Tim: Could you talk briefly about those problems you mentioned before?

Steve: The microcontroller has been quite robust but when the welding process starts up it creates a high frequency radio wave that then passes across that board and freaks it out. So my fix at this point is to start the welding and then start the motion. Separate the two things and it’s working. Ultimately, I need to solve this problem.

Being here at the Maker Faire I’ve had enough interest from people coming to see what I’m doing that I think I found somebody that knows what to do to solve this problem. And that’s been really good—I’ve made some good contacts for solving my software problems. So that’s been the real asset for coming here is to find people to help support this project. Ultimately, I hope this to be an open source thing. It’s called Molten3D and I’ve created a BlogSpot to share my ideas. I’m sure by me sharing other people will chime back in with “You could solve that problem by doing this”

Tim: To be clear, I want to make sure people realize that the size we’re standing next to is not the final size what you want to do, you want to scale this up, 2, 3, or 4 times.

Steve: Yes, absolutely. I want to be able to make public art pieces that are 8’, 10’ tall all welded sculpture type thing....

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3-D Printing with Molten Steel (Video)

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  • Some meta (Score:3, Insightful)

    by Anonymous Coward on Wednesday June 18, 2014 @03:35PM (#47265513)

    Some Meta

    The good:
    This isn't some naval gazing blog post by someone whos opinion we don't care about babbling about how 3D printing will change everything. In fact, I didn't see anything about future implications of this technology. This is just a blog by a guy building something really cool in his garage, and I like this.

    Maybe it won't pan out. Maybe it will be impractical. Maybe he'll hit some insurmountable wall. It doesn't matter, he's actually doing something! He has actually got a physical thing in his garage that he's tinkering with, and that's cool in my books.

    The bad:
    Bold comic-sans esq font. I'm not usually a font snob, but this is really hard to read. I actually copy+pasted the contents into a text editor to read it.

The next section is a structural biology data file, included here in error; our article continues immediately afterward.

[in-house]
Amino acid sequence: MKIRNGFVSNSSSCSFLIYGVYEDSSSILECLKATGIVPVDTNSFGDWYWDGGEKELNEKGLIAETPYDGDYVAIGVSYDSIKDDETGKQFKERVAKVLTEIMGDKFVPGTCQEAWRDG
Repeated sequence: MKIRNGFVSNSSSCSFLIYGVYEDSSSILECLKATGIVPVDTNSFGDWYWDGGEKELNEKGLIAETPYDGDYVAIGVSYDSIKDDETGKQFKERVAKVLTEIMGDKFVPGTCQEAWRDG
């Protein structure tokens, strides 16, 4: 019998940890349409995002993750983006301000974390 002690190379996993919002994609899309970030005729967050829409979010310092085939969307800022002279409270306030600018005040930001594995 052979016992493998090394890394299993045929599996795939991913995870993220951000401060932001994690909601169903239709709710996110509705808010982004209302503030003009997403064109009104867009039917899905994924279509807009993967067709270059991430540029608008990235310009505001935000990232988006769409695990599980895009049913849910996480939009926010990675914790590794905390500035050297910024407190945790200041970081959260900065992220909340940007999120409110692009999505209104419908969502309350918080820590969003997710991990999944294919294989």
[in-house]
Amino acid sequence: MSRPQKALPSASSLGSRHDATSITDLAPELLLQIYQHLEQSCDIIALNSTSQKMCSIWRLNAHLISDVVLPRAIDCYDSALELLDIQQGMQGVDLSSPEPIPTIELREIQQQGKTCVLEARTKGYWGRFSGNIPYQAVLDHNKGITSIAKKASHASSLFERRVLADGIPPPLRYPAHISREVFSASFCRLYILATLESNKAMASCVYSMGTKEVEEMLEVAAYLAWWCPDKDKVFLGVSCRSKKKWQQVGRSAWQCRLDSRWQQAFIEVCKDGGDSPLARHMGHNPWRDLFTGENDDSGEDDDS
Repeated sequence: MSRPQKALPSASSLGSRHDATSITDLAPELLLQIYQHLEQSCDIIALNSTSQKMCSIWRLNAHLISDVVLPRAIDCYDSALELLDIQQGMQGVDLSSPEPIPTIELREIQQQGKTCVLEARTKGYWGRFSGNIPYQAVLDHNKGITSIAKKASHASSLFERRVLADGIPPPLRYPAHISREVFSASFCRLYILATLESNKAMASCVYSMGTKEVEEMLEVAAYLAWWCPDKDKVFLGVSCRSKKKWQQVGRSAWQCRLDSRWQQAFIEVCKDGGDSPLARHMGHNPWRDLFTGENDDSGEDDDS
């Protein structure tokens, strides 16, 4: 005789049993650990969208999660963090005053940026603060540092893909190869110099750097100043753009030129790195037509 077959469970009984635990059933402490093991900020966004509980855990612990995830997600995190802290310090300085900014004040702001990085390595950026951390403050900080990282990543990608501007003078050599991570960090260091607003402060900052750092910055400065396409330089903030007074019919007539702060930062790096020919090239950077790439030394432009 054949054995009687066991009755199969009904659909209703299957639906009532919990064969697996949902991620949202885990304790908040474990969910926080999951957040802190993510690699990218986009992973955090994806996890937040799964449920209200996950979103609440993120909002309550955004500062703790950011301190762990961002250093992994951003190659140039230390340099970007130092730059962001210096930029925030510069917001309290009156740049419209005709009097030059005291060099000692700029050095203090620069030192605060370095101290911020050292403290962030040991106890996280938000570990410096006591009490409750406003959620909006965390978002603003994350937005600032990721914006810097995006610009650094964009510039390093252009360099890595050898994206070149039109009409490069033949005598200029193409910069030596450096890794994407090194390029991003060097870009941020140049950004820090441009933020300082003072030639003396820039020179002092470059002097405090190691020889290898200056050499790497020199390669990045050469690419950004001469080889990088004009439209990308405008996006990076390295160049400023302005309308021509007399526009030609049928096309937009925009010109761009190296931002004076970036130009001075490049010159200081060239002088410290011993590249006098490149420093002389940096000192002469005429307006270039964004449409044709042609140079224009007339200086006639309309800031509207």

• Good luck (Score:5, Insightful)

    by Charliemopps (1157495) on Wednesday June 18, 2014 @03:53PM (#47265615)

    Good luck.

    I was a welder for quite a while. Molten steel behaves more like water than plastic. Steel "beads up" as you heat it. Being precise with welding is very hard. Plastic behaves more like frosting when molten so it's easier to use in a printer scenario.

    I think his big mistake is taking the ID of 3D printing and applying it to a martial for which it wasn't intended. I'd think he'd have better luck if he instead looked at Powdered metals: http://en.wikipedia.org/wiki/P... [wikipedia.org]

    In industry, they design a part, make a mold for it, press a mixture of powdered metals into the mold and then sinter it (basically the same as firing ceramics)

    ooo... hey look, I tried looking it up and that's exactly how they 3D print metal:
    http://en.wikipedia.org/wiki/S... [wikipedia.org]

    anyways, yea, that's the direction he should go. I'd use electro static charge to hold the shape and then use something like an Xray laser to melt/fuse/sinter it.

  • Re:Good luck (Score:5, Insightful)

    by CaptainLard (1902452) on Wednesday June 18, 2014 @04:13PM (#47265765)

    I think his big mistake is taking the ID of 3D printing and applying it to a martial for which it wasn't intended

    Maybe he just wasn't aware "they" have already chosen all of the materials which are allowed to be used in 3D printing and that no further attempts at innovation are necessary. He probably doesn't even know that no useful knowledge ever comes out of an experiment that fails at it's original intent.

    Or maybe the opposite of all that....

  • by Anonymous Coward on Wednesday June 18, 2014 @04:24PM (#47265879)

    Yes, there are people who really believe we're at the dawn of Star Trek because a hot glue gun on a stepper motor made a Yoda coffee cup.

Imagination is more important than knowledge. -- Albert Einstein